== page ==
Surviving the storm: Weighing the cost of mezzanine finance

The hotel sector has been on a rollercoaster ride in recent years, weathering the storms of a global pandemic, economic uncertainty, and now, a seismic shift in the financial landscape. With banks becoming increasingly risk averse and retreating from Europe's real estate markets in response to economic headwinds and mounting uncertainty, borrowers are increasingly looking at alternative financing options such as mezzanine finance to plug the funding gap. 

Tom Oakden, managing director at Hilltop Hospitality Advisors notes the hospitality sector is currently being monitored by a wide source of capital because it has proven to be resilient post-pandemic; however, the final quarter of 2022 brought with it a crisis - especially in the UK – in terms of interest rates shooting up and the loss of economic confidence. “Since then, it has been harder to get debt and the cost of debt has shot up compared to where it was six months ago.”  

Navigating the mezzanine finance landscape 

Jeanne de L’Espée, associate at Cushman & Wakefield explains that while banks would previously have offered a loan to value (LTV) of about 60 per cent, in today’s market condition they’re a bit more conservative about their positions and offering LTVs closer to 50 per cent. This shift in LTV puts borrowers in a precarious position, often requiring them to turn to alternative financing options.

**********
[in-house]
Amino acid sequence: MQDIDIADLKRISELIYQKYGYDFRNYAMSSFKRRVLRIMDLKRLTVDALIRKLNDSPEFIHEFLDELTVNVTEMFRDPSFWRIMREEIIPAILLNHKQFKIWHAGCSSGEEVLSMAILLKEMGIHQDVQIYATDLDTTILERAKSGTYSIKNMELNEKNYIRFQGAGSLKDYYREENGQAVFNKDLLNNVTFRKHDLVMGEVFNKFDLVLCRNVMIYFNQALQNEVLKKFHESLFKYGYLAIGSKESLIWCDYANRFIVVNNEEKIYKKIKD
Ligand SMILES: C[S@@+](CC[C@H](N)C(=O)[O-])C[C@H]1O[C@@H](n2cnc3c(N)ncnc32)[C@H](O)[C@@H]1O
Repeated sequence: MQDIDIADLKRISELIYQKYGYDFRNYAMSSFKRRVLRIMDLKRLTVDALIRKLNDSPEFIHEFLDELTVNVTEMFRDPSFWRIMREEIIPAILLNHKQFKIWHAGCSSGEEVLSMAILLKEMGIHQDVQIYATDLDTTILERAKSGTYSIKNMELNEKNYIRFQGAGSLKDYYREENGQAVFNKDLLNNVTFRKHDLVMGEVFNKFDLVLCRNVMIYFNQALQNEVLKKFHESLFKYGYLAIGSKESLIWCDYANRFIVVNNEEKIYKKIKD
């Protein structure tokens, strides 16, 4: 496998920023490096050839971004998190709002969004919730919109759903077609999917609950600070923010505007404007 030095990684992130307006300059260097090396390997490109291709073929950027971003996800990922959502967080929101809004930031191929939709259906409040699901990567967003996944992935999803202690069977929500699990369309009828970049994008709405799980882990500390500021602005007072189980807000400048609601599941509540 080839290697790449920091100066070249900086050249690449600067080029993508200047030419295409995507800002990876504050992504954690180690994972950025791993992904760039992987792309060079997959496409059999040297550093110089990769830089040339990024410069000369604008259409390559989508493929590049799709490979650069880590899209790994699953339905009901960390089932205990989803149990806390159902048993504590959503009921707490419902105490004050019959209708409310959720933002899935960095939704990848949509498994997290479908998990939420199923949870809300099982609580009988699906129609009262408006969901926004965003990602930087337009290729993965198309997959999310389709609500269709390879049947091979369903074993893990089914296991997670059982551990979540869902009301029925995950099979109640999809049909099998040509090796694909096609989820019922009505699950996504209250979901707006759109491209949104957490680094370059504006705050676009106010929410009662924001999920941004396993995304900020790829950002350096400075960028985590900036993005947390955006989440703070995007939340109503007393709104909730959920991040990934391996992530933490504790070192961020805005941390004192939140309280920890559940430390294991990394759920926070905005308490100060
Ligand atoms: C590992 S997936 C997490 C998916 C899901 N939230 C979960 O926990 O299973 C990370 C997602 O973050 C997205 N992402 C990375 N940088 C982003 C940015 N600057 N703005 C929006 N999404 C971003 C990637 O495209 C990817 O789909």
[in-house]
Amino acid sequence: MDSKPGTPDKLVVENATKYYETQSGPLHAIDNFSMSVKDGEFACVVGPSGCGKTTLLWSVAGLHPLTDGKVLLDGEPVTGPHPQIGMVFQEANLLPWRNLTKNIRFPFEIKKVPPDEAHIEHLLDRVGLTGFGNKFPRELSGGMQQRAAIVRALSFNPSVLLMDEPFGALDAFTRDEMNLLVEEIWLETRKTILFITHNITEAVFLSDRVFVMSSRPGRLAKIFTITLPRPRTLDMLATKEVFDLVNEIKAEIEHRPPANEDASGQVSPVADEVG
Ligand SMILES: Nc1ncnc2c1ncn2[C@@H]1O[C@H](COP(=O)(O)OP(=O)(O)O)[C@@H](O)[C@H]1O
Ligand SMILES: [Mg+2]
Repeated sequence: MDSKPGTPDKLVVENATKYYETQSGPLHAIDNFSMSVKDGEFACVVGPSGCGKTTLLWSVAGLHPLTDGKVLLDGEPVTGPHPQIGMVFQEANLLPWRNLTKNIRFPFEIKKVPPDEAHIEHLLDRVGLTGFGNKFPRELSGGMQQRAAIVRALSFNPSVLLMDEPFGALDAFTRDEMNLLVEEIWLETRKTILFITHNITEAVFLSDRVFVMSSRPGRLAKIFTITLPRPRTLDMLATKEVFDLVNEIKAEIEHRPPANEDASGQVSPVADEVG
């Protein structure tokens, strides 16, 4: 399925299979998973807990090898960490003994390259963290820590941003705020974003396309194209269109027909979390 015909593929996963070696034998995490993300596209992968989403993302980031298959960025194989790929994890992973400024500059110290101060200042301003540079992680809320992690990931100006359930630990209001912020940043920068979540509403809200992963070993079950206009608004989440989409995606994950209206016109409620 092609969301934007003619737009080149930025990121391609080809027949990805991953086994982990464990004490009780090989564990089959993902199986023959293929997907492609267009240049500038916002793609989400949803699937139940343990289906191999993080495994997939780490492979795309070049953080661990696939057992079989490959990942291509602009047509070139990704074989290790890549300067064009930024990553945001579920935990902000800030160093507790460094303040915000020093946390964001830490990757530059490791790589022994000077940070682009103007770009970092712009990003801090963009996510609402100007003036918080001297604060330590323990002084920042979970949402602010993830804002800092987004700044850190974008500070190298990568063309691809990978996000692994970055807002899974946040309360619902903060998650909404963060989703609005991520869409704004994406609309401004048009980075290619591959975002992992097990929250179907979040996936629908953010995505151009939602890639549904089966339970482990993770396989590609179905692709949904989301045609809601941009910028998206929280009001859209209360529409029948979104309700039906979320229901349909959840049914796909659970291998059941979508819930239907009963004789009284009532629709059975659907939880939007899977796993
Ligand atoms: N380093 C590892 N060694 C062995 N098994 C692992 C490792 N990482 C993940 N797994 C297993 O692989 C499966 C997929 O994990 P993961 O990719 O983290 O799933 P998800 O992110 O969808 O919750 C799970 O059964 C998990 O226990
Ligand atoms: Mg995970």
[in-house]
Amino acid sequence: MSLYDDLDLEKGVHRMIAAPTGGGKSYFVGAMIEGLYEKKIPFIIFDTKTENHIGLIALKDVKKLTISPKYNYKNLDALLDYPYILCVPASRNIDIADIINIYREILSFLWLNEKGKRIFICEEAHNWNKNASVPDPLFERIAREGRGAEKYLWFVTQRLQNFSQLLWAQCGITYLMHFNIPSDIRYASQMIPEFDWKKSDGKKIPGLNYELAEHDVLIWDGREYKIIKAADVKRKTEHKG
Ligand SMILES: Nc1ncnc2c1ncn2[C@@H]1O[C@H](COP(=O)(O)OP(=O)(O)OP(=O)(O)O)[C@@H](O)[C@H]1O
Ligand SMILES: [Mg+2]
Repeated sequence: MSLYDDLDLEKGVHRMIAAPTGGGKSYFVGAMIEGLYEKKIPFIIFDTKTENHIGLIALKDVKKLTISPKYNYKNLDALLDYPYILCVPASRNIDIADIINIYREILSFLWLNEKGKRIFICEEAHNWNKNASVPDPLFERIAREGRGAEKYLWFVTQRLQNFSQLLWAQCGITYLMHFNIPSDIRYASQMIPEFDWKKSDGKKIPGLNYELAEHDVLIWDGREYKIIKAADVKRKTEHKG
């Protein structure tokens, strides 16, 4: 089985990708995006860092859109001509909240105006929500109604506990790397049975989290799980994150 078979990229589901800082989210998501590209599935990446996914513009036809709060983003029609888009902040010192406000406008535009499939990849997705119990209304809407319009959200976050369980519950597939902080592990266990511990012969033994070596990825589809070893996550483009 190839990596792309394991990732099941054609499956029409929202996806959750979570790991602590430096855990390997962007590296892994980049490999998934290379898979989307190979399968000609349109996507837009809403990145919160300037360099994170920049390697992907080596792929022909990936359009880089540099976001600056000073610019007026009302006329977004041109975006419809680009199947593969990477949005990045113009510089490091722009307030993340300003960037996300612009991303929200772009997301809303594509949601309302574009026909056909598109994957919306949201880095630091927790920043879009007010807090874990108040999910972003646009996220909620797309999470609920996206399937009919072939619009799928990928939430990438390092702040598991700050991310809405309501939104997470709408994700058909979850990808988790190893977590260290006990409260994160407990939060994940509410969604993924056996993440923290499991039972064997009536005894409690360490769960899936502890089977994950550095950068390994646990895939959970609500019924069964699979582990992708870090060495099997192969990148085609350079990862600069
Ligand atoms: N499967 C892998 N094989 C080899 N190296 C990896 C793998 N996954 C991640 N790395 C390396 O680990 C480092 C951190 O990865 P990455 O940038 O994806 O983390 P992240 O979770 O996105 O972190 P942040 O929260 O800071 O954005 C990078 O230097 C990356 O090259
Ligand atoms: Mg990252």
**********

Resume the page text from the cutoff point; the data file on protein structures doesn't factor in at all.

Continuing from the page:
“This is where debt funds and mezzanine loans come into play,” de L’Espée says. However, she notes that while mezzanine finance's involvement in the hotel sector has the potential to bring much-needed capital, it's not without its challenges. “A lower LTV means that the debt is less expensive. However, because a mezzanine loan – which is much more expensive than a bank loan - is being added to the capital stack, a borrower’s total interest may double.” 

Weighing the consequences  

Brien Giuntini, partner, EMEA hospitality debt and structured finance at Cushman & Wakefield emphasizes that even before adding the mezzanine debt, the cost of procuring debt has doubled, and this presents challenges for borrowers who are staring down the barrel of refinancings.